When Khalid released his hit single “Location” last summer, he became regarded as an upcoming R&B newcomer with some serious potential. Sadly this potential was not exactly reached in the long-awaited release of his full album “American Teen” last friday.
If you’ve ever been in a Forever 21 store and experienced the bombardment of similar sounding pop beats paired with simplistic relationship themed lyrics, that is just about the gist of this album. It has those trendy upbeat vibes, but lacks greatly in substance and originality.
The only criticism of the song “Location” would be its repetitiveness. Of course “send me your location” is a really clever lyric, and as he calls it (genius.com) an “ode to the digital era we’re all going through” but that line is repeated in the chorus six times and there are only two seven line versus. The melodies are the same as well each chorus and verse so ultimately it does not matter if he sings a different lyric it is still repetitive sounding. While this song comes across as an alternative R&B jam, the rest of the album truly leans more on the pop side.
The repetition premise persists throughout. His style is very consistent. This can be seen as a positive quality but since the music is lacking in such important characteristics, every song being too much the same as the last is not necessarily a good thing. Many of the tracks seem to fit the popular style format. The song “Let’s Go” is really the best example of this. The beat drops exactly where you expect it to, the chorus melody is very predictable as well, etc. It’s just been done before, this song may do very well because of this, but for a listener with a more complex ear, it’s just not that inspiring.
Many of the lyrics on this album allude to his age. Khalid is just nineteen years old and while he has lived a lot of different places because of his military affiliated parents, he considers El paso Texas his true home.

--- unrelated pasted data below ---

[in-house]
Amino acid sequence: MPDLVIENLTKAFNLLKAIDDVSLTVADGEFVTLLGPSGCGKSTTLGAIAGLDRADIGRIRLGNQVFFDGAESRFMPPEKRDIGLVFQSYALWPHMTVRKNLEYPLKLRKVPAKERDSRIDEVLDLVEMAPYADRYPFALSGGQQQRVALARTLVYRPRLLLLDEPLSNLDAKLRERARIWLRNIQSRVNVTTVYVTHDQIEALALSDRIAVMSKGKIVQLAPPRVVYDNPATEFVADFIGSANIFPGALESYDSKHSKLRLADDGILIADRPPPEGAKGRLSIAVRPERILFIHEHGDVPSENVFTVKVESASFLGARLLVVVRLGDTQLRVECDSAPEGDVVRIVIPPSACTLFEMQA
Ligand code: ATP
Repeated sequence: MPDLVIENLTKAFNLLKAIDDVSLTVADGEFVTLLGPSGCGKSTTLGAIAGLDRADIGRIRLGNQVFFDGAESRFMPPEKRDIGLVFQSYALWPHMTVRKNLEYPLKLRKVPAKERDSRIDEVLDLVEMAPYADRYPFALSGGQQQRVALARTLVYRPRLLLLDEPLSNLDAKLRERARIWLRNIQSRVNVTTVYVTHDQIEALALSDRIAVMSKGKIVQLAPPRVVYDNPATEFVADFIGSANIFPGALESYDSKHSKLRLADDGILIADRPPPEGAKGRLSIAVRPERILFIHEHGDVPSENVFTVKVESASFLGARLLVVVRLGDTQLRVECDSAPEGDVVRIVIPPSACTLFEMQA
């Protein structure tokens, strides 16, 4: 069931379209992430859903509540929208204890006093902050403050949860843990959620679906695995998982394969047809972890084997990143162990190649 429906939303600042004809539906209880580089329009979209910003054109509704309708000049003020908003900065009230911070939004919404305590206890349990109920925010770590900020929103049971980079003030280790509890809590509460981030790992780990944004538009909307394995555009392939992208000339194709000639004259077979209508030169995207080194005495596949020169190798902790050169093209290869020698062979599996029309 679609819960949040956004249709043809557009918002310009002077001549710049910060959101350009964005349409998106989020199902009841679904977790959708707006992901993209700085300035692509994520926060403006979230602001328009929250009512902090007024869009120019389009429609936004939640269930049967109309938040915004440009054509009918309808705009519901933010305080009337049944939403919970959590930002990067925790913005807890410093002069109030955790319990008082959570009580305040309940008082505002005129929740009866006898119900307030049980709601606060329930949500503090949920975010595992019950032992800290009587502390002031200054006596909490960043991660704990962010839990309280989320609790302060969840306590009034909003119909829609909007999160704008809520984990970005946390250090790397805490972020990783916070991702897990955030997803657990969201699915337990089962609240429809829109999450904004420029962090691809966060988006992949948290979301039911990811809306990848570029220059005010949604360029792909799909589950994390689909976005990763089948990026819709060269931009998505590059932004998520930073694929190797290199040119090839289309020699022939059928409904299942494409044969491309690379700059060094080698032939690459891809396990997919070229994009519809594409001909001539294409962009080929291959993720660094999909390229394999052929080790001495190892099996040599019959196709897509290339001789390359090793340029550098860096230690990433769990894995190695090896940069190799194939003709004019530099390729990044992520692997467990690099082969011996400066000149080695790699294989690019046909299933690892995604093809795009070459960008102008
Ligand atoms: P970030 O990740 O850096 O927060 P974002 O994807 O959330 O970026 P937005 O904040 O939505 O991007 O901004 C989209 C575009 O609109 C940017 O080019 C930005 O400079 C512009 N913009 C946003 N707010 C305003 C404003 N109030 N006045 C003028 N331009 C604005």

“My youth is the foundation of me / I’m high off my American dream.” He expresses pride in his home and his youth again and again, which is cool, but aside from his third topic, girls, there is virtually nothing else touched on. Artistically, this is the most easily digested format. He does not exhibit exploration of the infinite creative freedom that is lyricism, whatsoever.
“We’re just young dumb and broke high school kids,” he mentions, for example, in the song “Young Dumb and Broke.”
None of the beats are as good as the one in “Location,” they are all a bit featureless and thudding. But, the songs “Another Sad Love Song,” “8TEEN,” and “Saved” really stand out. His Texas spirit comes through, mainly in his voice, providing a bit of ingenuity. These tracks are the most catchy and engaging. It can be predicted these may do the best as far as sales and reception, creating radio-pop-hit formate must have been a main goal in the conception of this album.
His voice is probably the most impressive aspect of his music and he sings in a ballad style, a bit like Hozier. This vocal flair is displayed best in a few of the songs on the album, “Coaster,” “Shot Down,” and “Angels.” These songs prove a bit problematic however because of the repetitive nature of his technique. When a ballad is entirely too much the same throughout and the lyrics are not quite interesting enough the track will become a bit boring about half way through. In the song “Angels” he literally repeats the word “angels” very slowly seven times.
After the enticing flow of “Location,” an album of inspired, unique hits was anticipated. To be provided with an album of a completely different simplistic pop style, ultimately it’s confusing.